{¶ 32} Further, when a motion for summary judgment has been supported by proper evidence, the nonmoving party may not rest on the mere allegations of the pleading, but must set forth specific facts, by affidavit or otherwise, demonstrating that there is a genuine triable issue. Jackson v. Alert Fire & Safety Equip., Inc., 58 Ohio St.3d 48, 52 (1991). If the nonmoving party does not demonstrate a genuine triable issue, summary judgment shall be entered against that party. Civ.R. 56(E).

         III. Findings of Fact

         {¶ 33} Based on the evidence, which includes filings with the Ohio Secretary of State, pleadings and decisions from previous cases, affidavits and other evidence submitted, the magistrate recommended we make the following findings of fact. Many of these facts have been previously established in prior cases or admitted to in answers by the respondents:

1. Relator Michael DeWine is the duly elected, qualified and acting Attorney General in the state of Ohio.
2. Relator brings this action pursuant to the authority and procedures set forth in Ohio Revised Code Chapter 2733.
3. Omar Mosque, Inc. was incorporated as a nonprofit corporation on June 21, 2007 to operate an established place of worship under the laws of the state of Ohio with its principal place of business in Franklin County. The initial articles of incorporation do not name anyone to the board of directors.
4.The Initial Board of directors was identified at or near the time of the Omar Mosque, Inc.'s initial formation.
5. An Initial Board of directors was identified and included the Reash/Brey respondents: Mounir Ayed, Ghassan Bin Hammam, Nasser Kashou, Quassai Marashdeh, and Noorgul Dada.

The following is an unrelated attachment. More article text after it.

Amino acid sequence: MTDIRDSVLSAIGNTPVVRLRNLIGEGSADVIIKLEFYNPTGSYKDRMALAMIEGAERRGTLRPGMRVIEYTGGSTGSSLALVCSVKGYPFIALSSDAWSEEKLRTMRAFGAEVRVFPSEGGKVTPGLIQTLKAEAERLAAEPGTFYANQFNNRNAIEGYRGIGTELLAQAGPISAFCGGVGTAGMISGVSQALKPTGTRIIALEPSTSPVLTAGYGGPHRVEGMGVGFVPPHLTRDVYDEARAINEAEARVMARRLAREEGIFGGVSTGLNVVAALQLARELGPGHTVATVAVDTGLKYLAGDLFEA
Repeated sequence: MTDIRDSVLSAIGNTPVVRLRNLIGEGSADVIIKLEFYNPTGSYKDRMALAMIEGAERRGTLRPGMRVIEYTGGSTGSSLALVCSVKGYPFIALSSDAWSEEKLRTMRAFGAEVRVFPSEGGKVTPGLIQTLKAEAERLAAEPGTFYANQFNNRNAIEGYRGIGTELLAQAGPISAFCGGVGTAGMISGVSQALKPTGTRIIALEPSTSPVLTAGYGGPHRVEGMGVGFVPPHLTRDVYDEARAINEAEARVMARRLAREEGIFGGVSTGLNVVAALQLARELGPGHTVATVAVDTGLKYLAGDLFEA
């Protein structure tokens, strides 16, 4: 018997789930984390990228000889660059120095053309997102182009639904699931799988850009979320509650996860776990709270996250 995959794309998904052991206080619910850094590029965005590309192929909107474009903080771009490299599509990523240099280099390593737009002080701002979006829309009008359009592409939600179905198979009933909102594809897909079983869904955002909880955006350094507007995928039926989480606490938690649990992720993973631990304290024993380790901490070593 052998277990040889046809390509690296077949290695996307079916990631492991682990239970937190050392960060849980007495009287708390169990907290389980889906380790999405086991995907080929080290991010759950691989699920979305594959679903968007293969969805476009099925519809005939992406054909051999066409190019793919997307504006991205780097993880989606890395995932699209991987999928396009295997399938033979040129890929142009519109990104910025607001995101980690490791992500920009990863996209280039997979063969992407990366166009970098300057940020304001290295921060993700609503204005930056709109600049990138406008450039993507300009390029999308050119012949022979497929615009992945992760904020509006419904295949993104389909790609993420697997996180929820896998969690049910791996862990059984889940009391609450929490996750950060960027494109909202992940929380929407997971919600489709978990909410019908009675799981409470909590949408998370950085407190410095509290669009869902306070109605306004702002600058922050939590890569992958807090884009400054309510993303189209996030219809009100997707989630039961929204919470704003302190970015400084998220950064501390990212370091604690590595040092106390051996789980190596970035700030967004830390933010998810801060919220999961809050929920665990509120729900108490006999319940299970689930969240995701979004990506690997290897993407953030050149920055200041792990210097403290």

6. The Initial Board was to govern Omar Mosque until the end of 2009 and during that time the board was to create a mechanism for renewing memberships and for adding new members and to prepare a constitution and bylaws to be ratified by the Omar Mosque, Inc. members.
7.Despite the fact that the Initial Board was only to govern until the end of 2009, the Initial Board continued to govern beyond 2009.
8. While the Initial Board continued to govern, some members of Omar Mosque, Inc. began questioning their authority and asking when elections would occur.
9. Despite the fact that some members of Omar Mosque questioned the authority of the Initial Board to continue governing after 2009, no one took any action to organize a push for change until fall 2011.
10. From 2007 through at least September 2011, Omar Mosque, Inc. did not maintain a record of its members containing the name and address of each member, the date of admission to membership, and if members are classified, the class to which the member belongs.
11.Neither respondent faction has factually established that voting membership requirements and procedures were in place for the nonprofit corporation, or to what extent they were enforced or exercised during the period between corporate inception in 2007 to the time of the election of competing boards in late 2011. The affidavit of Basil Mohamed Gohar states that such voting requirements have been defined and respected by the Reash/Brey respondents since 2012, causing the magistrate to conclude that these were absent, ill-defined, or ignored prior to that time.
12. No special or annual meeting of the members of the Omar Mosque, Inc. was held in either 2009 or 2010 for purposes of electing individuals to serve on the board of directors for Omar Mosque, Inc. in either 2010 or 2011.
13. On September 9, 2011, members of the Omar Mosque, Inc. gathered for a meeting to address the concerns raised by certain members.
14. Differences between members of the congregation arose in relation to construction of improvements in the mosque building, culminating in separate meetings in October 2011 at which two competing boards were elected by the respective factions.
15. Ultimately, it was determined that a community vote would take place on October 8, 2011.
16. In the meantime, the Khan/Ball respondents assert that they provided notice of a community meeting to be held on October 1, 2011.
17. At the October 1, 2011 meeting, a majority of the attendees decided to call a special meeting on October 22, 2011 to address the issues of elections, membership, and bylaws.
18.According to the Reash/Brey respondents, on October 8, 2011, 157 people voted, and 113 people chose Option I: the Initial Board would remain in place and four additional ...